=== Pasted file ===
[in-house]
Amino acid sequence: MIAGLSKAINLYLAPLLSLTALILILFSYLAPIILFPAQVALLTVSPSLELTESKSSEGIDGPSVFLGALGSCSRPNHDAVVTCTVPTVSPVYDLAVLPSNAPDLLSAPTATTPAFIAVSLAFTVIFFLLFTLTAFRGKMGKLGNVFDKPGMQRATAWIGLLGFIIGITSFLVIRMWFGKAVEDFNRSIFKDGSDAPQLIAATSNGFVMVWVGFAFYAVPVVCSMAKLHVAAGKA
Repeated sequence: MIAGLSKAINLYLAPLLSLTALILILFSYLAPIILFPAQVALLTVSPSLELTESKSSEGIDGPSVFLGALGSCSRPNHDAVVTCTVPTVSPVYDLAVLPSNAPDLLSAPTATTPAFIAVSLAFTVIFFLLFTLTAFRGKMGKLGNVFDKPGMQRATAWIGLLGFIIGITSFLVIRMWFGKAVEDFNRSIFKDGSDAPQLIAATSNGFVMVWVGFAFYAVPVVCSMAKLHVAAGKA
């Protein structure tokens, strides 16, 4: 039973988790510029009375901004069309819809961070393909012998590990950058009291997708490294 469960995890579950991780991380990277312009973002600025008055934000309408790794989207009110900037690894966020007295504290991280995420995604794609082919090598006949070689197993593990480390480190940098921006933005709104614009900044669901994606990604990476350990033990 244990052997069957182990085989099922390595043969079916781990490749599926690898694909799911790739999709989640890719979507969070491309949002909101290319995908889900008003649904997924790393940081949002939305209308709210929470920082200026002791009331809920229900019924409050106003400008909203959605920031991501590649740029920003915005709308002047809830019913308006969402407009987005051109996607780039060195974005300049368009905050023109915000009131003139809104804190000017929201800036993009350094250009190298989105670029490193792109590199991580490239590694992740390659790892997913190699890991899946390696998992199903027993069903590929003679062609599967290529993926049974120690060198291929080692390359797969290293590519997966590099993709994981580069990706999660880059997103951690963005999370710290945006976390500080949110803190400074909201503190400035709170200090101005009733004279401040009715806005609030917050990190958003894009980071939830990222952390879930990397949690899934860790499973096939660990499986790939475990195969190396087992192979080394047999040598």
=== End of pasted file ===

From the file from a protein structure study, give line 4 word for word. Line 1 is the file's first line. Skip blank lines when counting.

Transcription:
């Protein structure tokens, strides 16, 4: 039973988790510029009375901004069309819809961070393909012998590990950058009291997708490294 469960995890579950991780991380990277312009973002600025008055934000309408790794989207009110900037690894966020007295504290991280995420995604794609082919090598006949070689197993593990480390480190940098921006933005709104614009900044669901994606990604990476350990033990 244990052997069957182990085989099922390595043969079916781990490749599926690898694909799911790739999709989640890719979507969070491309949002909101290319995908889900008003649904997924790393940081949002939305209308709210929470920082200026002791009331809920229900019924409050106003400008909203959605920031991501590649740029920003915005709308002047809830019913308006969402407009987005051109996607780039060195974005300049368009905050023109915000009131003139809104804190000017929201800036993009350094250009190298989105670029490193792109590199991580490239590694992740390659790892997913190699890991899946390696998992199903027993069903590929003679062609599967290529993926049974120690060198291929080692390359797969290293590519997966590099993709994981580069990706999660880059997103951690963005999370710290945006976390500080949110803190400074909201503190400035709170200090101005009733004279401040009715806005609030917050990190958003894009980071939830990222952390879930990397949690899934860790499973096939660990499986790939475990195969190396087992192979080394047999040598």